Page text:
Bishop and community in the poetry of Venantius Fortunatus
thesisposted on 28.03.2022, 11:21 by Brian Brennan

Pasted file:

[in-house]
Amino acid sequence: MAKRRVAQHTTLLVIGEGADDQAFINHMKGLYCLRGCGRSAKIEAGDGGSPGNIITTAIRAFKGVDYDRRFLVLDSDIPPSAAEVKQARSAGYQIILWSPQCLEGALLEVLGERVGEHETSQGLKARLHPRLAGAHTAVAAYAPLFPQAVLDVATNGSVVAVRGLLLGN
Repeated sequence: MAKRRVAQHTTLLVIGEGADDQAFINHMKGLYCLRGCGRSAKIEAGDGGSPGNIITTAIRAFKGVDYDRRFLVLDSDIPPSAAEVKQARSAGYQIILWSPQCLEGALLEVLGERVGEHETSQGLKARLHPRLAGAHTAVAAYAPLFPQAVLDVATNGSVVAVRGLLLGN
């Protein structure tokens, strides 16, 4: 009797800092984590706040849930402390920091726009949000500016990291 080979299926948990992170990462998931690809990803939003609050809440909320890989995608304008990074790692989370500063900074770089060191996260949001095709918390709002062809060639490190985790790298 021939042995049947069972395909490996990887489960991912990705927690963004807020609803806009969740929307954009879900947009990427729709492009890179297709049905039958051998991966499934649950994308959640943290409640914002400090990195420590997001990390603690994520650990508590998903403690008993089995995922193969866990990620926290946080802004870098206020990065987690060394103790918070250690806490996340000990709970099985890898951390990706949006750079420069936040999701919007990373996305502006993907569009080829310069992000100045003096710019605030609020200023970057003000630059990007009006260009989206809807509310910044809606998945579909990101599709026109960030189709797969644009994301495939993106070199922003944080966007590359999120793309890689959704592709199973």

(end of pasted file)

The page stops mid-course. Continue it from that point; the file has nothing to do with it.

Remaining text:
This study analyses the portrayal of the bishop and community in the poetry of Venantius Fortunatus and evaluates the value of the poems as historical source material. The first chapter presents a reconstruction of Venantius' situation in Gaul and of the milieu in which he worked. It also examines broadly his literary production in terms of genre and poetic convention as part of a discussion of the poems as historical source material. Particular stress is given to the constraints that convention placed upon the poet. The relationship of poet to patrons is examined and Gregory of Tours established as Venantius' principal patron. Thirty-nine bishops, who figure in Venantius' poems, are discussed in Chapter Two, both in terms of individual difference, and in the way in which they are made to conform to an idealised model of episcopal competence and behaviour. Chapters Three and Four focus attention on the bishop in the community. We examine first his role as spiritual leader and then as civic leader. The bishop's role in the civitas community is examined and his relationship to representatives of the secular power assessed. Chapter Five, a culminating chapter, places the figure of Venantius' king beside that of Venantius' bishop and drawing together arguments earlier developed relates Venantius' portrayal of the bishop and his community to the debate about the relative strengths of King and Bishop in sixth century Gaul. It is argued here that the bishop did not enjoy an unchallenged supremacy in the cities of sixth century Gaul or benefit from a supposed translation imperii. This study stresses Venantius' role as panegyrist of the bishops of Gaul, who, faced with often delicate political situations, sought from Venantius public and poetic affirmations of their piety and of what they saw as their ideal status within the community. Venantius operated most particularly as the satellite of his great patron Gregory of Tours, offering his poetry as a welcome bolster to Gregory's auctoritas. Venantius' poetry formed part of that prelate's diplomatic offensives.